Under the State Policy, a house may be used for a home business, home industry or home occupation as exempt development.
The use of the premises cannot involve:
- the manufacture of food products
- skin penetration procedures.
The types of enterprises included under the State Policy are:
- home business
- home industry
- home occupation
- home-based child care
- bed and breakfast accommodation.
These can be carried out within the home or within attached or detached developments associated with the home, such as a garage or studio.
Please refer to these provisions for a full list of development standards home businesses, home industries and home occupations must comply with to be exempt development.
In October 2020, the Standard Instrument (Local Environmental Plans) Amendment (Definitions) Order 2020 and the State Environmental Planning Policy Amendment (Definitions) 2020 were made to clarify the definition of “home business” and “home industry”.
The amendment removes uncertainty for home businesses and home industries. It allows small-scale online retail activities as part of home businesses and home industries, including online retail sales of items that were not produced on site.
A home business or home industry must also comply with the maximum floor area requirements specified in clause 5.4 of the relevant local environmental plan.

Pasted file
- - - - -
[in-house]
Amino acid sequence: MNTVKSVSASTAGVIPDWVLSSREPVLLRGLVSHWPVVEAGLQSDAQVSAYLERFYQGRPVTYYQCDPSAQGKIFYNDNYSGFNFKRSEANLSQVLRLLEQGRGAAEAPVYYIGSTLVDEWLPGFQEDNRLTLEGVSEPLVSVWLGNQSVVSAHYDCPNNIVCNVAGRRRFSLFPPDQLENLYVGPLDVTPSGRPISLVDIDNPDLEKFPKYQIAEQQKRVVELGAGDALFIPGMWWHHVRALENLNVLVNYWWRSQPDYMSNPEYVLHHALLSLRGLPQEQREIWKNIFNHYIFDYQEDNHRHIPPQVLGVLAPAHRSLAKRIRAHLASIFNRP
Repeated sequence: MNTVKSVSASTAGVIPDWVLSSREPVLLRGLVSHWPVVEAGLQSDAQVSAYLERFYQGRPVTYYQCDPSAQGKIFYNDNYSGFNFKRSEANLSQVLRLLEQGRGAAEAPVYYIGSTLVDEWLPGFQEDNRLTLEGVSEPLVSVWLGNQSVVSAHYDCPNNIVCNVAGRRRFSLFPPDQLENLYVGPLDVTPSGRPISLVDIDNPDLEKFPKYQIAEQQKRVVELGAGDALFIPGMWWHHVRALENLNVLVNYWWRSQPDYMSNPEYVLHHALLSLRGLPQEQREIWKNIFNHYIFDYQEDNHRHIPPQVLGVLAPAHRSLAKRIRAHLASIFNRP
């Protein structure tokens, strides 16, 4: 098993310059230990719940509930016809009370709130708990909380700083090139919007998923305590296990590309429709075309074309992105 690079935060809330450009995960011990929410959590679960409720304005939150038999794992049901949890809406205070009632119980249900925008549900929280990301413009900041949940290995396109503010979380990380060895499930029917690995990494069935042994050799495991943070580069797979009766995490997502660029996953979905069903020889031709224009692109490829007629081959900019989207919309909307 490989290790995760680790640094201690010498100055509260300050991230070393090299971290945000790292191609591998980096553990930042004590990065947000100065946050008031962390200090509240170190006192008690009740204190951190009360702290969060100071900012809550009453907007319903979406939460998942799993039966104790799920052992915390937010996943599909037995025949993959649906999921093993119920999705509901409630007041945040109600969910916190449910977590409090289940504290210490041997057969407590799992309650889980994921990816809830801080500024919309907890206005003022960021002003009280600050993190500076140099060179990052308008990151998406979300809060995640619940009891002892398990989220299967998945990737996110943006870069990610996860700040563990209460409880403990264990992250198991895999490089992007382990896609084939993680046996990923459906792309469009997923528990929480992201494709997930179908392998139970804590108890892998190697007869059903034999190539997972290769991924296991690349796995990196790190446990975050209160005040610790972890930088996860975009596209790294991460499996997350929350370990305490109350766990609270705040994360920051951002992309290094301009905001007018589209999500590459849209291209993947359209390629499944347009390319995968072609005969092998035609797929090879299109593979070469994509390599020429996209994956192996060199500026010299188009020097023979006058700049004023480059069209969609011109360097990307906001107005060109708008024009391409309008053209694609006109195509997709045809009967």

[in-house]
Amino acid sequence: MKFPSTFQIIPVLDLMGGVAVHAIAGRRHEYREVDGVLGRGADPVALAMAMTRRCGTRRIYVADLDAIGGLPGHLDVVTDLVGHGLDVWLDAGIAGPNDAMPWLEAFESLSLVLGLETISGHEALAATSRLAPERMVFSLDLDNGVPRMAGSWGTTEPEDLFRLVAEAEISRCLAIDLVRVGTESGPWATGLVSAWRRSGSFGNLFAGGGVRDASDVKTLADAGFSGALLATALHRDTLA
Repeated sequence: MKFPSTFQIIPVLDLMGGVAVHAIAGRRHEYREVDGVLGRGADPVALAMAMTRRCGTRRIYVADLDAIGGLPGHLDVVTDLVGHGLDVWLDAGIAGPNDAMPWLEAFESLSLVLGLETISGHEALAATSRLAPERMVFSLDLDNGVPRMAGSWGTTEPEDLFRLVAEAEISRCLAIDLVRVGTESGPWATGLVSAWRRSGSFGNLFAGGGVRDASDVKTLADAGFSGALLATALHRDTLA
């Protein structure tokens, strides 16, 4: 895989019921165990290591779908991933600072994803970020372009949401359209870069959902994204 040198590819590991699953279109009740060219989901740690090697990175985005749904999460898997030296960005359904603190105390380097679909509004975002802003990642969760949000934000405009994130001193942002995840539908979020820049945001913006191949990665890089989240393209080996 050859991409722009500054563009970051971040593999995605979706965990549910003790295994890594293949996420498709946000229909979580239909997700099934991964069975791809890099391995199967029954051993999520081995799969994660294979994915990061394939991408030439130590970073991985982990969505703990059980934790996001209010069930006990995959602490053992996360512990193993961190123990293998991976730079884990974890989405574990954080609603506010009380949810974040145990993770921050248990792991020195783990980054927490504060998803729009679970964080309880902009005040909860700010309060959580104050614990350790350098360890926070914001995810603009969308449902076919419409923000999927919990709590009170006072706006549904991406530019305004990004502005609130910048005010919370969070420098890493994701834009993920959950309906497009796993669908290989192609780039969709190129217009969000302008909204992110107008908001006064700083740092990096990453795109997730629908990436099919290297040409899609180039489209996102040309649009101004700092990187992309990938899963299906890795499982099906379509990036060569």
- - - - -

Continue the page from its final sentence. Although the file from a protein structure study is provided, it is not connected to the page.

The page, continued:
Home-based child care
Home-based child care activities may also be considered exempt development under the State Policy if it is not out on bushfire prone land.
There are additional requirements by the Department of Education and Communities that must be met for a home-based education and care service to gain approval to operate in a home. These requirements also mean you need to register with the Family Day Care service provided by your local council.
If you propose to remove or prune any existing trees or vegetation, you should contact your council first to make sure you don’t need approval for this.
Works must be structurally adequate, installed in accordance with manufacturer’s specifications and comply with the Building Code of Australia (BCA).
- Any structures that would be located on public land, or on or over a public road (including temporary structures), must have separate approval from the relevant council, or Roads and Maritime Services under the Roads Act 1993 and the Local Government Act 1993.
- Generally, exempt development cannot be carried out on:
- land that is, or on which there is, an item that is listed on the State Heritage Register under the Heritage Act 1977. or that is subject to an interim heritage order under that Act (unless an exemption has been granted under section 57 of the Heritage Act 1977);
- a critical habitat of an endangered species, population or ecological community under the Threatened Species Conservation Act 1995 or the Fisheries Management Act 1994;
- a wilderness area under the Wilderness Act 1987.